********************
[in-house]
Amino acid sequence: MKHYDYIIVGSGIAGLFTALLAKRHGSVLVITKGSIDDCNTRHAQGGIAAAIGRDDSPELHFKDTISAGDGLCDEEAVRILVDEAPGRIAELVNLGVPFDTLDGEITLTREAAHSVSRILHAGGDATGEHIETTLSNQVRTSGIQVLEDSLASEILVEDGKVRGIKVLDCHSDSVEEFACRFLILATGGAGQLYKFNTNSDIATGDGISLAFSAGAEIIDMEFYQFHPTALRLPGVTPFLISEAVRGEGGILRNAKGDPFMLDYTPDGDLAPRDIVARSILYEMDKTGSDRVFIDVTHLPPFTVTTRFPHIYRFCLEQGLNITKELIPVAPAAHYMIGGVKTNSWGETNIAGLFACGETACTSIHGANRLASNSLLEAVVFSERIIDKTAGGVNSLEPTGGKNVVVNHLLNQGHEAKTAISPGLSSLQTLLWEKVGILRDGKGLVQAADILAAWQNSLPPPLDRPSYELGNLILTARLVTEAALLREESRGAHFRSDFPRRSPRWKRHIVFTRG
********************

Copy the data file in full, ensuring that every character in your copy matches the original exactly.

[in-house]
Amino acid sequence: MKHYDYIIVGSGIAGLFTALLAKRHGSVLVITKGSIDDCNTRHAQGGIAAAIGRDDSPELHFKDTISAGDGLCDEEAVRILVDEAPGRIAELVNLGVPFDTLDGEITLTREAAHSVSRILHAGGDATGEHIETTLSNQVRTSGIQVLEDSLASEILVEDGKVRGIKVLDCHSDSVEEFACRFLILATGGAGQLYKFNTNSDIATGDGISLAFSAGAEIIDMEFYQFHPTALRLPGVTPFLISEAVRGEGGILRNAKGDPFMLDYTPDGDLAPRDIVARSILYEMDKTGSDRVFIDVTHLPPFTVTTRFPHIYRFCLEQGLNITKELIPVAPAAHYMIGGVKTNSWGETNIAGLFACGETACTSIHGANRLASNSLLEAVVFSERIIDKTAGGVNSLEPTGGKNVVVNHLLNQGHEAKTAISPGLSSLQTLLWEKVGILRDGKGLVQAADILAAWQNSLPPPLDRPSYELGNLILTARLVTEAALLREESRGAHFRSDFPRRSPRWKRHIVFTRG